SMA - Simple Moving Average

Updated: 2023-09-01
3 min read
[Trading Indicators SMA]


The Simple Moving Average (SMA) is a technical indicator that calculates the average price over a specific number of periods, and it moves along as new data is added, making it a “moving average”.



SMA = (Sum of price data for the last N periods) / N

For example, a 5-period SMA would sum up the last 5 closing prices and divide it by 5 to find the average. It is called a ‘moving’ average because as new prices become available, the oldest prices are dropped and the average recalculates.


Using our given market data and specifically the closing prices, here’s how the 5-minute SMA would be calculated after Minute 5:

  1. Minute 1-5 close prices: $10.0, $12.0, $15.0, $14.0, $16.0
  2. SMA = (10.0 + 12.0 + 15.0 + 14.0 + 16.0) / 5 = $13.4

The 5-minute SMA after the 5th minute would be $13.4.

Pros and Cons


  • The SMA is simple and easy to calculate and understand.
  • It smooths out price fluctuations and helps to filter out the “noise” of the market.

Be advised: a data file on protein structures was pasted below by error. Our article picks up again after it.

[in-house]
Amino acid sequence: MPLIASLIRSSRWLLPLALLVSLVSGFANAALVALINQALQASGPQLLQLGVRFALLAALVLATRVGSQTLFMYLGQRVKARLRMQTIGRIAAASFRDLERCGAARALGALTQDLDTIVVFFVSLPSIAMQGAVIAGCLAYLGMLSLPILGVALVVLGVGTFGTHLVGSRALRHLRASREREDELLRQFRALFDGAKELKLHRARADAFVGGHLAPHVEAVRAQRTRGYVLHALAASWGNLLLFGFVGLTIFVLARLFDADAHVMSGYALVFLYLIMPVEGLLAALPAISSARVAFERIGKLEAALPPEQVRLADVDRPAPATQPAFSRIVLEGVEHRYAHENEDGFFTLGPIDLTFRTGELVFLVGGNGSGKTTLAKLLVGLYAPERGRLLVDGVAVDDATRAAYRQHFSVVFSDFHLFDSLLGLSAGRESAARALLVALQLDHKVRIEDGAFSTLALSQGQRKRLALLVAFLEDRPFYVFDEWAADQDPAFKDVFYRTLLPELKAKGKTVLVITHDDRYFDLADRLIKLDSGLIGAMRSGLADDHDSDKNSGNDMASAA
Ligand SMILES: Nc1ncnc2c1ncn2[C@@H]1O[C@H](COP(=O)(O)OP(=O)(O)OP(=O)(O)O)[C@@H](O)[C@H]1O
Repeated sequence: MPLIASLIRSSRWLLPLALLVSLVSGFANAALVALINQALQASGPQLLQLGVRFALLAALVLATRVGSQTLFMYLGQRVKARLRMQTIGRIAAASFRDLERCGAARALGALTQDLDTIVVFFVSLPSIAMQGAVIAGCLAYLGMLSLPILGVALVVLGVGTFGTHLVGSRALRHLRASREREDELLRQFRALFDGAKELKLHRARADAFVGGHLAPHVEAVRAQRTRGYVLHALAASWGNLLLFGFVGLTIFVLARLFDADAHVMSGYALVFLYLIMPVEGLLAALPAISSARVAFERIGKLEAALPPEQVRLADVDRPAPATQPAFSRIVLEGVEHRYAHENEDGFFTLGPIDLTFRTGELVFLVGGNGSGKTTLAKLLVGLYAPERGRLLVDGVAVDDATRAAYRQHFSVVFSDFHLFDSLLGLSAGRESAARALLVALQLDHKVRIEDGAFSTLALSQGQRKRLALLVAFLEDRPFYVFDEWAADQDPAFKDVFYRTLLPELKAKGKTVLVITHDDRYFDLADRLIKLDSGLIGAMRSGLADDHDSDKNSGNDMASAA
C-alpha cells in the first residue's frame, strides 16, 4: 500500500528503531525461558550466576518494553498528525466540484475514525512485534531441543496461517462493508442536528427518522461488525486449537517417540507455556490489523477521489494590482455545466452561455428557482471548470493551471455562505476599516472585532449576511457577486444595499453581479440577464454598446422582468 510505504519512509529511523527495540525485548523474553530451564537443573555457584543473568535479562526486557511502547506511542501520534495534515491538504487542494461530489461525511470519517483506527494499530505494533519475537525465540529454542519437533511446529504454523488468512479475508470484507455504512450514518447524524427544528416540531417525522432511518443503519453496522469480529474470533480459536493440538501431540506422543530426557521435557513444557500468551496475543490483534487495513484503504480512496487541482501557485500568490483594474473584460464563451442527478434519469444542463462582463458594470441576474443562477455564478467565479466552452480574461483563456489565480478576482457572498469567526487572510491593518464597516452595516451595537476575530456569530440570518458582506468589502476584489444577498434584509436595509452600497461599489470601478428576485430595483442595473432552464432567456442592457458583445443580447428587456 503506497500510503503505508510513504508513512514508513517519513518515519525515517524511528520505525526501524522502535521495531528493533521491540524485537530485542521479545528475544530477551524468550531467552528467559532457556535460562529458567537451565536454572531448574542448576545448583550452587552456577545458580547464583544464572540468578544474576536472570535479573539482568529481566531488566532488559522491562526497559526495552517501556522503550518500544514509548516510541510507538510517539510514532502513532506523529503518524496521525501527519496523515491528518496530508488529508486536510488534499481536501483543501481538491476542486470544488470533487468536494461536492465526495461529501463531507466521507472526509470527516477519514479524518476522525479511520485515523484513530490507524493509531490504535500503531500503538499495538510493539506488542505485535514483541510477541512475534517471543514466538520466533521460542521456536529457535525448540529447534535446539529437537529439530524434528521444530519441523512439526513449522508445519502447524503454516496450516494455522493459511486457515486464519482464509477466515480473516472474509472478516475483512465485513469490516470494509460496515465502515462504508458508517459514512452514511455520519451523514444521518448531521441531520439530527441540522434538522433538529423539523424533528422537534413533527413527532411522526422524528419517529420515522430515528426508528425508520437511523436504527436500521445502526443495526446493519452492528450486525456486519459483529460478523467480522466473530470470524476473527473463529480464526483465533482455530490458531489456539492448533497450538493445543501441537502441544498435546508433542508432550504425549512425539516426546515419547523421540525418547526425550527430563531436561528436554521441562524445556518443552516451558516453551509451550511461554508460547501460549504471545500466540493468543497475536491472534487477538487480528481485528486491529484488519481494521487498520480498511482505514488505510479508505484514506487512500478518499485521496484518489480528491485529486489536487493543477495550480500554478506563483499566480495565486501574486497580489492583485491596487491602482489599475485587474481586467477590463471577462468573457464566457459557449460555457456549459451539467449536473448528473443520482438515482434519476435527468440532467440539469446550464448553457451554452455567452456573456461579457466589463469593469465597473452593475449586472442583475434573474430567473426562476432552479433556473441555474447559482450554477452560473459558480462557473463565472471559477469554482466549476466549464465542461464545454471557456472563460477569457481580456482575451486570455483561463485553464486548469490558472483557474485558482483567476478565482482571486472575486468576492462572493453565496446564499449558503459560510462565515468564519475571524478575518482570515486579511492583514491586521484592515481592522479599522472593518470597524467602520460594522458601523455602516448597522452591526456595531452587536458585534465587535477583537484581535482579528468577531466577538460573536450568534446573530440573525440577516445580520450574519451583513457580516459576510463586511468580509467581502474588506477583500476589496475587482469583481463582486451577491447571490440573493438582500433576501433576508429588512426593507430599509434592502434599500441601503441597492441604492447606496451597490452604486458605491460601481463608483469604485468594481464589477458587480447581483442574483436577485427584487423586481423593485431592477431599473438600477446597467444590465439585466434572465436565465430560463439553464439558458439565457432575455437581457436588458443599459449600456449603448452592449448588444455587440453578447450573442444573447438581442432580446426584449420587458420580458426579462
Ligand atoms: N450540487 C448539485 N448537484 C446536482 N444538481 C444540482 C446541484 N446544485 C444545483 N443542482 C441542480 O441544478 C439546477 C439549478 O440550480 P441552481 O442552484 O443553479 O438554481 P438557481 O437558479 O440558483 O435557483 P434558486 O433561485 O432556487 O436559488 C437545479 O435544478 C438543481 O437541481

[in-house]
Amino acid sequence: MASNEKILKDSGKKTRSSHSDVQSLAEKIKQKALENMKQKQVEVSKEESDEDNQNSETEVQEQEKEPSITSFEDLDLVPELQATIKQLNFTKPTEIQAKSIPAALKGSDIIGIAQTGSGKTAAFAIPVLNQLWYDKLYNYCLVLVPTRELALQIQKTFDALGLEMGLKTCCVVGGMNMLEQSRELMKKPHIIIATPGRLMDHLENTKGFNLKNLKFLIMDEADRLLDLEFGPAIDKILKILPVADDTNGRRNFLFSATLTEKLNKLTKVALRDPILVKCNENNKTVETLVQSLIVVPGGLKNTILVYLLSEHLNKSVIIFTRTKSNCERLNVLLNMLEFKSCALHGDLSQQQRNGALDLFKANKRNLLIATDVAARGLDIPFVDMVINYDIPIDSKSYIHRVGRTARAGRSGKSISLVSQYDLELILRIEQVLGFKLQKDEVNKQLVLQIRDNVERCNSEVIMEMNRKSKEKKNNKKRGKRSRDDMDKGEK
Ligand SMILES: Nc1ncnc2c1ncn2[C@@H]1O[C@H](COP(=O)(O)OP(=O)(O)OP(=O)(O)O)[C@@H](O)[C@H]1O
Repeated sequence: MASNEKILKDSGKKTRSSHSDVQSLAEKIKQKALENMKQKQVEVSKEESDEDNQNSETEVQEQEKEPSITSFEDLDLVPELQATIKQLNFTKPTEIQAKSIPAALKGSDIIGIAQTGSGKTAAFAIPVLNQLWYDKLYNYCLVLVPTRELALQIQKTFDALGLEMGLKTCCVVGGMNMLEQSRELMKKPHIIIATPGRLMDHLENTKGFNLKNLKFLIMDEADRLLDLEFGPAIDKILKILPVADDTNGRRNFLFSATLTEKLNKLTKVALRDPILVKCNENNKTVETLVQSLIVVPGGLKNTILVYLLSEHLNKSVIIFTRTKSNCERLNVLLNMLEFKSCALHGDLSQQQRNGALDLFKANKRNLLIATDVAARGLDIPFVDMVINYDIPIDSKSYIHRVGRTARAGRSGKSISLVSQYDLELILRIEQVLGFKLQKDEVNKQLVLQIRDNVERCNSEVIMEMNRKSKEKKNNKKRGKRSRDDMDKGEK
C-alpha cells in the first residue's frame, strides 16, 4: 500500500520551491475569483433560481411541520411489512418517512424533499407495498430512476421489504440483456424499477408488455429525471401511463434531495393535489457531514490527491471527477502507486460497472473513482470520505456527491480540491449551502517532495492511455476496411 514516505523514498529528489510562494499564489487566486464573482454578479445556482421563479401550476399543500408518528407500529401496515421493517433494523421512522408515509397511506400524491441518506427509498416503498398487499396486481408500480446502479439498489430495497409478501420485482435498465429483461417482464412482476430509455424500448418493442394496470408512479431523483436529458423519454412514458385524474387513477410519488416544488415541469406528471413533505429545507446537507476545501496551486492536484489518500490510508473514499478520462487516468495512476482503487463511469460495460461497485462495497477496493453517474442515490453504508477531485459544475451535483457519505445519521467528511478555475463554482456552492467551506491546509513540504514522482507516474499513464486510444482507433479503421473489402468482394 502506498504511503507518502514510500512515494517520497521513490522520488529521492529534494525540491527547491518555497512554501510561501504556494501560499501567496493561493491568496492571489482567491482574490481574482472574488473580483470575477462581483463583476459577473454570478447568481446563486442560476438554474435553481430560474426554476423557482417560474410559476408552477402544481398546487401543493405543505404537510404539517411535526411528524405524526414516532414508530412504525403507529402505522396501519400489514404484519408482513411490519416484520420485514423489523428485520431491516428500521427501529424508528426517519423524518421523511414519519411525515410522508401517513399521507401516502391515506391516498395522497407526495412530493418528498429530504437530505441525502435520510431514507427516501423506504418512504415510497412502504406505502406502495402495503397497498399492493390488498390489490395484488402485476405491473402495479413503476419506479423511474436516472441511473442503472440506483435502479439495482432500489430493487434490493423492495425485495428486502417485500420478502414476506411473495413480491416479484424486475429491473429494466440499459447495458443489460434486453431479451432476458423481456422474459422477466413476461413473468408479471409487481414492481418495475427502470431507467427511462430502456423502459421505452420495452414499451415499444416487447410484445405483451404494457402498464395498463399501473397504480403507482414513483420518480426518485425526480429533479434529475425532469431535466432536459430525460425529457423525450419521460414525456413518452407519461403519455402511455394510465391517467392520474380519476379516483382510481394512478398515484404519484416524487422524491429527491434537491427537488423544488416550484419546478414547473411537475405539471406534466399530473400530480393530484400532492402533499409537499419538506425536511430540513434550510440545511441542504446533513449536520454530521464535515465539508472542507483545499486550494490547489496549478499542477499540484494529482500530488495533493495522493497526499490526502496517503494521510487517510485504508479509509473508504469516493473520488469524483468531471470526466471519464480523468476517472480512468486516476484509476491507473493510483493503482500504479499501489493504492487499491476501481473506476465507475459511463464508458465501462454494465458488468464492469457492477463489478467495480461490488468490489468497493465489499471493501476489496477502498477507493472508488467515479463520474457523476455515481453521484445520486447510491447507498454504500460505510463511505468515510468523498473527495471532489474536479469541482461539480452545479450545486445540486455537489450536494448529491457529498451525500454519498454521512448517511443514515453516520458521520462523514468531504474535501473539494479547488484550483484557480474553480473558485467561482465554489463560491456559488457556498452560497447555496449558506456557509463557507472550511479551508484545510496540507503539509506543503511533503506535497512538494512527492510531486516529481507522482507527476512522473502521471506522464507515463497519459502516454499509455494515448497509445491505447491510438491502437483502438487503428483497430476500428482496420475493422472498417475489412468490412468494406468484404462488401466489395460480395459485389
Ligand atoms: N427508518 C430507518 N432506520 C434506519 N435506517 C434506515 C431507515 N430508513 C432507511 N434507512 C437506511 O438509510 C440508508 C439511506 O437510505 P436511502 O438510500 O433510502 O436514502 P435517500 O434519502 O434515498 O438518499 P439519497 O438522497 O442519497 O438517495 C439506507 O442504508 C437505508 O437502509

• It’s useful for identifying trend directions over the specified period.


  • The SMA is a lagging indicator, meaning it’s based on past prices and tends to be slow to respond to recent price changes.
  • Because it equally weighs all data points, it might not accurately reflect recent changes in the market.
  • It might give false signals in volatile markets because it doesn’t adapt to market changes as quickly as some other indicators.

Example of signals

Traders often use two SMAs: a short-term one and a long-term one. When the short-term SMA crosses above the long-term SMA, it’s considered a bullish (buy) signal. When it crosses below, it’s a bearish (sell) signal.

True Positive:

In an uptrending market, the short-term SMA might cross above the long-term SMA, correctly indicating a continuing upward trend and a good time to buy.

False Positive:

Let’s say the market is in a sideways trend (prices fluctuate within a narrow range). A brief price spike could cause the short-term SMA to cross above the long-term SMA, generating a buy signal. However, this could be misleading as the overall trend hasn’t changed.

Use in Real Trading

In real trading, SMA can be paired with other indicators for better results.

For instance, a trader might use SMA in conjunction with the Relative Strength Index (RSI). The RSI could help confirm whether the market is overbought or oversold when the SMAs cross.

Python Implementation

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